The hypostyle halls were the first I saw in Egypt. For that reason, the Temple of Seti I will have a special place in my memory. What for me conjures up ancient Egypt as much as the Giza Plateau are these halls and their towering and beautifully inscribed columns, bathed in mysterious, diffuse light.
Seti I may principally be known to history as being the father of Rameses II, who overshadowed his father by being the second longest ruling pharaoh in history and the greatest temple builder, but Seti’s temple in Abydos is considered one of the most beautiful and best preserved.
Aside from its artistic and design qualities, the temple’s curiosities lingered in my mind longer.
Who’s Who in the Pharaoh Zoo
If it weren’t for king-lists, very little would be known about the chronology of the pharaohs. The most famous one was compiled by Manetho, an Egyptian priest who lived in Ptolemaic times. His grouping of pharaonic history into dynasties is still used today. I had the opportunity to see the one in Seti’s temple inscribed along one wall of a passage between two halls. If it weren’t for Waleed’s explanation, it would have been just another beautiful wall of inscriptions. The list identifies 76 kings, including the names of pharaohs missing from other lists. However, for political reasons, it also omits the names of others considered illegitimate, some of them notable, including Akhenaton, Tutankhamen and the Hyksos rulers, which contributes to the problem of king-lists as a whole not being entirely consistent.
Rotorcraft and Submersibles of Ancient Egypt?
It was something I had to see for myself. Its fame has been circulating in alternative history circles for years. The temple has a controversial bas-relief panel depicting objects that look like modern vehicles, one of which has been called a helicopter. Another looks like a submarine. What in the world! you wonder. The more mundane explanation is that it’s a combination of two layers, the underlying one carved in sandstone, the other carved in an overlay of plaster. On the limestone is inscribed an epithet of Seti I, the plaster, of Rameses II, overlaid in just such a way as to cause a stir today. Fair enough, but why this modification was made only in this spot in the temple and then resemble modern-day conveyances thousands of years later are curious, to say the least. By themselves, the ‘vehicles’ are not hieroglyphs and therefore don’t mean anything other than firing up the imaginations of vimana and ancient alien fans.
But then, what about those Vedic flying ships?
What the L?
Curiously, Seti’s temple is designed in an “L” shape. No other Egyptian temple, before or since, was built in this way, a clear departure from tradition. The thing is, a structure now known as the Osireion was directly behind it. It’s been suggested that the design was changed to make a left turn, so to speak, when Seti uncovered a buried Osireion, but this is unlikely since the central axes of the main temple and Osireion are aligned. It’s likely that Seti didn’t build the Osireion but wanted to incorporate it in an overall temple plan. But the project couldn’t be completed for some reason and the L-shaped revision had to be made.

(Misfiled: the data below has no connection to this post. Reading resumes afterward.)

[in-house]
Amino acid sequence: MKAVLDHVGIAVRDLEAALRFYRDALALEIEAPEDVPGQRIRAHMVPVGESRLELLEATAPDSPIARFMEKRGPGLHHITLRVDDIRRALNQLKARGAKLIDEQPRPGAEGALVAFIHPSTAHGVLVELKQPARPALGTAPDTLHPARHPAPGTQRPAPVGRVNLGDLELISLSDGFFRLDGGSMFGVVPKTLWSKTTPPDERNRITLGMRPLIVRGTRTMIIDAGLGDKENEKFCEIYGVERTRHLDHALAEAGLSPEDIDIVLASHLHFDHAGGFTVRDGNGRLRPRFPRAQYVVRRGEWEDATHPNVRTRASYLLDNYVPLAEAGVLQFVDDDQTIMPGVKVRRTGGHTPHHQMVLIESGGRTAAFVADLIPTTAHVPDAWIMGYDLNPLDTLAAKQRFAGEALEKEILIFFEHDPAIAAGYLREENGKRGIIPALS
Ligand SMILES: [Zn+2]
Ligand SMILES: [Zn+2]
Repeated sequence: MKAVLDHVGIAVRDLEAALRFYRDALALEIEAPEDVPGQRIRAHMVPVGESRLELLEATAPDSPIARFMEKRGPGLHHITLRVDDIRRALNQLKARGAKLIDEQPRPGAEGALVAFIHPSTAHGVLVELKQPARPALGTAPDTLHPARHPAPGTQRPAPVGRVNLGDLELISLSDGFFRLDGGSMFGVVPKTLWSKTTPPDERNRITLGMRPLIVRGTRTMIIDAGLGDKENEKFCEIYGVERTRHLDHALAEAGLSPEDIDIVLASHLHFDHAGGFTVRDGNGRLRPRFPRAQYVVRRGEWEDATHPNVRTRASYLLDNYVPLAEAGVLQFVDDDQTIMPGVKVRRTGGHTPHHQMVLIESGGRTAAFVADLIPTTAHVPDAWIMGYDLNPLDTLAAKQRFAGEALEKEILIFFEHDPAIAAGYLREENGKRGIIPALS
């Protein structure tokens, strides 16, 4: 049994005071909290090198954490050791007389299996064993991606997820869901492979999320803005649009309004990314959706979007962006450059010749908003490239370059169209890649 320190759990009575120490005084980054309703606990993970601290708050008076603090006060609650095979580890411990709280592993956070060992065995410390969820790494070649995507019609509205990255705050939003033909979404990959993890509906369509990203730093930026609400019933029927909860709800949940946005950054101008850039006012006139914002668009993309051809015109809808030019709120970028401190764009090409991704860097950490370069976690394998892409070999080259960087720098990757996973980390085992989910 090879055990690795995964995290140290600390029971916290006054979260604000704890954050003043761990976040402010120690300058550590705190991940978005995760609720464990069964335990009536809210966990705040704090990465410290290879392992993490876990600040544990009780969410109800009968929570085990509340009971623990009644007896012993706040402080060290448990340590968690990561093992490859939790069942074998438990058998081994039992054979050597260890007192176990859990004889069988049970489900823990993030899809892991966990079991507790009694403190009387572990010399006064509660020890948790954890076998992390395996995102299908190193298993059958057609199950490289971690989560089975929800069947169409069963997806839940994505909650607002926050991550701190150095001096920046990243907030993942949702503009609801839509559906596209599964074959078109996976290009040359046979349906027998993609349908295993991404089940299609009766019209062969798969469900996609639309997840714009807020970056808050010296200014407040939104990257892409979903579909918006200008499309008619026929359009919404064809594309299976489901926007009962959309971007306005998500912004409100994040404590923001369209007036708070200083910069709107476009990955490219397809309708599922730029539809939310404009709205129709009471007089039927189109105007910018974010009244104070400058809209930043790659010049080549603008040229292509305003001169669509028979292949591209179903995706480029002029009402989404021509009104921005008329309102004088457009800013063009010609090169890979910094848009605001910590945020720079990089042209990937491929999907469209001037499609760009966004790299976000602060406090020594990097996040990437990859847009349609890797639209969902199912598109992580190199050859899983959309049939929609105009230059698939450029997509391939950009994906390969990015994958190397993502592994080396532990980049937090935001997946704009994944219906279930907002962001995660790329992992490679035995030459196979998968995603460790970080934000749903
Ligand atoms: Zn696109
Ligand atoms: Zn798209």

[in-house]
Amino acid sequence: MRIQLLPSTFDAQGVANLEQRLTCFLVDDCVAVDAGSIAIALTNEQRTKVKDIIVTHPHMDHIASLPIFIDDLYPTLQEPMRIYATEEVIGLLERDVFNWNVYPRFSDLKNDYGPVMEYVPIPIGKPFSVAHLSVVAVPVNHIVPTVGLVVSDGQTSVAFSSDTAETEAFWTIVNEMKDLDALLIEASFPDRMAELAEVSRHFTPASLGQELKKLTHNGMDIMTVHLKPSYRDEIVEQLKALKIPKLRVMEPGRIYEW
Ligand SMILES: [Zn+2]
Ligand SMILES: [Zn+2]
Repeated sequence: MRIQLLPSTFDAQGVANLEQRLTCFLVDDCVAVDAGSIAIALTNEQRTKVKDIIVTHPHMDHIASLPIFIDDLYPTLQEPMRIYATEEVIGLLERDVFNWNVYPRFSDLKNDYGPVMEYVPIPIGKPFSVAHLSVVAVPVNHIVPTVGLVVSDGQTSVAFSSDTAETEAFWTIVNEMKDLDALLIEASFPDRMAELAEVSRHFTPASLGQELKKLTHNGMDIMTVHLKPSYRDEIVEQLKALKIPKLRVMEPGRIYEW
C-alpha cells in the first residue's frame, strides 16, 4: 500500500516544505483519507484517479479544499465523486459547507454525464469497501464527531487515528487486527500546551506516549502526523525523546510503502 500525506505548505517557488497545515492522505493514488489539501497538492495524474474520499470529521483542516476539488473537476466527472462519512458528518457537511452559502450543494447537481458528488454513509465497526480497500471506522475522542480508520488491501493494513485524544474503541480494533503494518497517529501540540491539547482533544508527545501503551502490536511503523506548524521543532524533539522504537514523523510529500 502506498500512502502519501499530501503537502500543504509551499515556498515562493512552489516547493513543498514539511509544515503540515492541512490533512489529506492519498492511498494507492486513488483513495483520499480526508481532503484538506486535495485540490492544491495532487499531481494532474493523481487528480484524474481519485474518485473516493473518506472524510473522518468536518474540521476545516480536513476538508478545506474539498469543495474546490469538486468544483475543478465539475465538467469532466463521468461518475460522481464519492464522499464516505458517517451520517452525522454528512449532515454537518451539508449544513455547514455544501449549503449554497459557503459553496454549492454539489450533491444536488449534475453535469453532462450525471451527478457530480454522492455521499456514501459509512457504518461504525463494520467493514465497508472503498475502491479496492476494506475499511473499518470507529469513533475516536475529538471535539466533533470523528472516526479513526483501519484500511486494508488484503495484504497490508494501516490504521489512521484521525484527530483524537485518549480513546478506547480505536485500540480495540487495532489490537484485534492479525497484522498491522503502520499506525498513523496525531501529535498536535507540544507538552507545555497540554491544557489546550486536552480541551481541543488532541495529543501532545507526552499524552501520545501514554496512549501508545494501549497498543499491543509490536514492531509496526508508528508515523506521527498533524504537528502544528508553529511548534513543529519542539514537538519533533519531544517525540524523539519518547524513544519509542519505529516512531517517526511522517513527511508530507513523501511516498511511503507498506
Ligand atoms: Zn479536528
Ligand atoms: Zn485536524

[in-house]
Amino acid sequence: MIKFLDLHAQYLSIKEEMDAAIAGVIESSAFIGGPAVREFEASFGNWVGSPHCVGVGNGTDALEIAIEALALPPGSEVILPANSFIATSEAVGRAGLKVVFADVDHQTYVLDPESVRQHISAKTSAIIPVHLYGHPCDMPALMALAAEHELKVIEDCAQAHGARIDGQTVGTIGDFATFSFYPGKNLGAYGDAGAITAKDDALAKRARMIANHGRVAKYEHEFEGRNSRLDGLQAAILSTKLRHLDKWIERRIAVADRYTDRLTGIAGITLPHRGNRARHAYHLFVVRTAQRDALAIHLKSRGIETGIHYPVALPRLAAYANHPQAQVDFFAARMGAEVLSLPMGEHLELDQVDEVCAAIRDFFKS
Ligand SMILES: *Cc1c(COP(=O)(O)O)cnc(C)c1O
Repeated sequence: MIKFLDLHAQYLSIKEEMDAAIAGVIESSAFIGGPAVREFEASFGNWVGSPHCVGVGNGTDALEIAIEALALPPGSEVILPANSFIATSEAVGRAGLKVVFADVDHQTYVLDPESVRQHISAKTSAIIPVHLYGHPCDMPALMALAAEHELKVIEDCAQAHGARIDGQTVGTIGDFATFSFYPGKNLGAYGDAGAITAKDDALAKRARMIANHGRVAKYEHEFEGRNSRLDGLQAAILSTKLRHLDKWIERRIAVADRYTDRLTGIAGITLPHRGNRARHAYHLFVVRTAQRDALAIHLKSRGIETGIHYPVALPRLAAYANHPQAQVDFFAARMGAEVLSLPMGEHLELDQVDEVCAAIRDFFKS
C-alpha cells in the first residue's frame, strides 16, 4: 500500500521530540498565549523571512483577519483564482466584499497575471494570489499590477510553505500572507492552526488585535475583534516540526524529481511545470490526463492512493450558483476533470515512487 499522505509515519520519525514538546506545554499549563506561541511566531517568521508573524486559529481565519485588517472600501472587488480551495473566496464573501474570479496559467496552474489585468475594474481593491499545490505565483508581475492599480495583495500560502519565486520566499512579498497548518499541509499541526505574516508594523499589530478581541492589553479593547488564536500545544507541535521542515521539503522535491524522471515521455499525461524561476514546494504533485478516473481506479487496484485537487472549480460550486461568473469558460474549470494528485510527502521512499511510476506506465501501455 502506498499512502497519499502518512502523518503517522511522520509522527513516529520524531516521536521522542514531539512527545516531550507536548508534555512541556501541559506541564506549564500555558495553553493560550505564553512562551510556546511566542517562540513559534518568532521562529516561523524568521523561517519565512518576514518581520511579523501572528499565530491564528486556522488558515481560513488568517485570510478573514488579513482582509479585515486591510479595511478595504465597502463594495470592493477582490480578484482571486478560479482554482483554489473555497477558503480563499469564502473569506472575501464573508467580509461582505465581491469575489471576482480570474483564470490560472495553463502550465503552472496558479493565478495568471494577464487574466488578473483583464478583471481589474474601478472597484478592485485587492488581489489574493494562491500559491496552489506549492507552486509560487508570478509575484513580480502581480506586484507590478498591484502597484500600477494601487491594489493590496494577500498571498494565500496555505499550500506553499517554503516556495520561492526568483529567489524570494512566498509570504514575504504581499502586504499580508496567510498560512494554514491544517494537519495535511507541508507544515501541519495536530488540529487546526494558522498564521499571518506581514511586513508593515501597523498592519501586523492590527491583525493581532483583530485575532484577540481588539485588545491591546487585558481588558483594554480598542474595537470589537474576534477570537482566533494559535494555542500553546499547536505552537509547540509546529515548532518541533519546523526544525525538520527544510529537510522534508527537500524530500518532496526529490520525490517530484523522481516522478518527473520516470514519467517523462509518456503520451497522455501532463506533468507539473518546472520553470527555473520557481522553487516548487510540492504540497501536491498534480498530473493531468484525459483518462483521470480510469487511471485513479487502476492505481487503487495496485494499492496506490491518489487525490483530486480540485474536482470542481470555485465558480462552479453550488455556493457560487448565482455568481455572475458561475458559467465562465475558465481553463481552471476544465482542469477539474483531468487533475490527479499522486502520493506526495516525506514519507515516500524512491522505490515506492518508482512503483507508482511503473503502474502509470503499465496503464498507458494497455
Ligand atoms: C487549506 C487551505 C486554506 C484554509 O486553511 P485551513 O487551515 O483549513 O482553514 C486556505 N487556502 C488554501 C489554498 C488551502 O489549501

The Osireion was another monument I wanted to see. There is something profound about it, the sense of being very old. Seti is regarded as the builder, but its design is completely different from the rest of his temple. As beautifully embellished as the temple is in a classically Egyptian style, in contrast the Osireion is megalithic and austere. It also was constructed 50 feet lower than the level of the main temple in sand saturated with water.
I questioned as others do if the two sections were built at the same time. The Osireion bears much closer resemblance to the Valley Temple of Khafre on the Giza Plateau, which would put its construction date at the latest to the reign of Khafre in the Fourth Dynasty, some 1,300 years earlier. Like the Valley Temple, the central hall consists of massive granite posts and lintels. Granite is found nowhere else in Seti’s temple. The central hall at one time was roofed over by thick granite slabs that are now mostly gone. The stones used in the rest of the Osireion are limestone and sandstone.
Incredibly, the base upon which the central hall sits is over 40 feet high above the bedrock, most of it submerged in water. Did Seti have the time, skill and wherewithal to build the Osireion and its colossal foundation underwater, along with his other building projects in Egypt? Estimates vary but his reign lasted approximately 11 years.
Yet, there are New Kingdom inscriptions on the walls that surround the older structure, including many cartouches of Seti I, which conceivably were added later. The only etchings on the granite are two flower of life symbols on a single post (the source of which is unknown and possibly added in modern times).
If Seti didn’t build the Osireion, who did? The mysteries surrounding the Osireion to this day don’t have definitive answers. Nevertheless, I was in awe of yet another example of ancient Egyptian achievement that wasn’t diminished for the lack of personal exploration.
It was almost dusk when we arrived at Luxor Airport from Cairo. The Temple of Luxor was illuminated by the time we got to the hotel. The city was the start of our journey up the Nile to see the temples and tombs of New Kingdom and Ptolemaic pharaohs. (When I say “up the Nile,” I mean in a southerly direction, which I’ll explain later.) I had no idea that Luxor would be as large as it was, inhabited by a half million people. Good, bad or indifferent, this part of the city along Khaled ibn Al Walid looks to be developed for tourism. I could see the Nile just behind our hotel, the Sonesta St. George.
The easiest way for tourists to see the ancient sites of Upper Egypt is to take one of the many Nile cruise ships that they can call home anywhere from a few nights to as long as a week. The sailing on our first vessel, the Steingenberger Legacy, was for four nights from Luxor to Aswan. I have to pause every time to fix in my mind that Upper Egypt refers to the southern part of the Nile because the river flows northward toward the Mediterranean. The designation turns my convention upside down of visualizing upper with top, lower with bottom. We also moved to another cruise ship later (Steigenberger Omar El Khayam) that sailed on Lake Nasser from Abu Simbel to the Aswan High Dam.